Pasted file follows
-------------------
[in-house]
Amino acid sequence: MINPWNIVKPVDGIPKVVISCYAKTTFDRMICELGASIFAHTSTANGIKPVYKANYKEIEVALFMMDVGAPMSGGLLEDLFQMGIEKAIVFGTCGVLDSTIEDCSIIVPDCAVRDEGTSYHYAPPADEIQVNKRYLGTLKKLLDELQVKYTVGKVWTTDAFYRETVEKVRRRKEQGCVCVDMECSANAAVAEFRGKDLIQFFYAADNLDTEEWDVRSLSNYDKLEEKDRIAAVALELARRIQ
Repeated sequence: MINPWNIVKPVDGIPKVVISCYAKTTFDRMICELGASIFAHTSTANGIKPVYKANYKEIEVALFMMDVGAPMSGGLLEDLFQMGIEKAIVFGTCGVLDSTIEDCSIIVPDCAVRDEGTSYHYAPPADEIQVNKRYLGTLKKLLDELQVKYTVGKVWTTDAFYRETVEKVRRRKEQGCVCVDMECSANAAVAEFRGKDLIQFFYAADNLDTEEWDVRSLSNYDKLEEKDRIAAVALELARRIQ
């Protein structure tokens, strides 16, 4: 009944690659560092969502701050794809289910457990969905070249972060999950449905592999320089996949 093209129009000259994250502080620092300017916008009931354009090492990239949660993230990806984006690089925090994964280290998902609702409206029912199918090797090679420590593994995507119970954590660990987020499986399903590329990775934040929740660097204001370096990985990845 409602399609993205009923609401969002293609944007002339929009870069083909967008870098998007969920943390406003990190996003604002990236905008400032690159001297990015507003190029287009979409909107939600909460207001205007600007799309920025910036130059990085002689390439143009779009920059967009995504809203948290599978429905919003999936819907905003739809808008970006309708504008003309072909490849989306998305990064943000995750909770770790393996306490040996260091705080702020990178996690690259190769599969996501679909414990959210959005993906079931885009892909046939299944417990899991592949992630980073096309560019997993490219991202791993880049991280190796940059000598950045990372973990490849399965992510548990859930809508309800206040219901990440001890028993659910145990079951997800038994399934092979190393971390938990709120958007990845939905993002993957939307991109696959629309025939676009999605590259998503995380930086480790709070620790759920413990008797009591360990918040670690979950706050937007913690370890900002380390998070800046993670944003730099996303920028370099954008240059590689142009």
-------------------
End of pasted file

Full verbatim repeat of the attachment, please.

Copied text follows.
[in-house]
Amino acid sequence: MINPWNIVKPVDGIPKVVISCYAKTTFDRMICELGASIFAHTSTANGIKPVYKANYKEIEVALFMMDVGAPMSGGLLEDLFQMGIEKAIVFGTCGVLDSTIEDCSIIVPDCAVRDEGTSYHYAPPADEIQVNKRYLGTLKKLLDELQVKYTVGKVWTTDAFYRETVEKVRRRKEQGCVCVDMECSANAAVAEFRGKDLIQFFYAADNLDTEEWDVRSLSNYDKLEEKDRIAAVALELARRIQ
Repeated sequence: MINPWNIVKPVDGIPKVVISCYAKTTFDRMICELGASIFAHTSTANGIKPVYKANYKEIEVALFMMDVGAPMSGGLLEDLFQMGIEKAIVFGTCGVLDSTIEDCSIIVPDCAVRDEGTSYHYAPPADEIQVNKRYLGTLKKLLDELQVKYTVGKVWTTDAFYRETVEKVRRRKEQGCVCVDMECSANAAVAEFRGKDLIQFFYAADNLDTEEWDVRSLSNYDKLEEKDRIAAVALELARRIQ
């Protein structure tokens, strides 16, 4: 009944690659560092969502701050794809289910457990969905070249972060999950449905592999320089996949 093209129009000259994250502080620092300017916008009931354009090492990239949660993230990806984006690089925090994964280290998902609702409206029912199918090797090679420590593994995507119970954590660990987020499986399903590329990775934040929740660097204001370096990985990845 409602399609993205009923609401969002293609944007002339929009870069083909967008870098998007969920943390406003990190996003604002990236905008400032690159001297990015507003190029287009979409909107939600909460207001205007600007799309920025910036130059990085002689390439143009779009920059967009995504809203948290599978429905919003999936819907905003739809808008970006309708504008003309072909490849989306998305990064943000995750909770770790393996306490040996260091705080702020990178996690690259190769599969996501679909414990959210959005993906079931885009892909046939299944417990899991592949992630980073096309560019997993490219991202791993880049991280190796940059000598950045990372973990490849399965992510548990859930809508309800206040219901990440001890028993659910145990079951997800038994399934092979190393971390938990709120958007990845939905993002993957939307991109696959629309025939676009999605590259998503995380930086480790709070620790759920413990008797009591360990918040670690979950706050937007913690370890900002380390998070800046993670944003730099996303920028370099954008240059590689142009």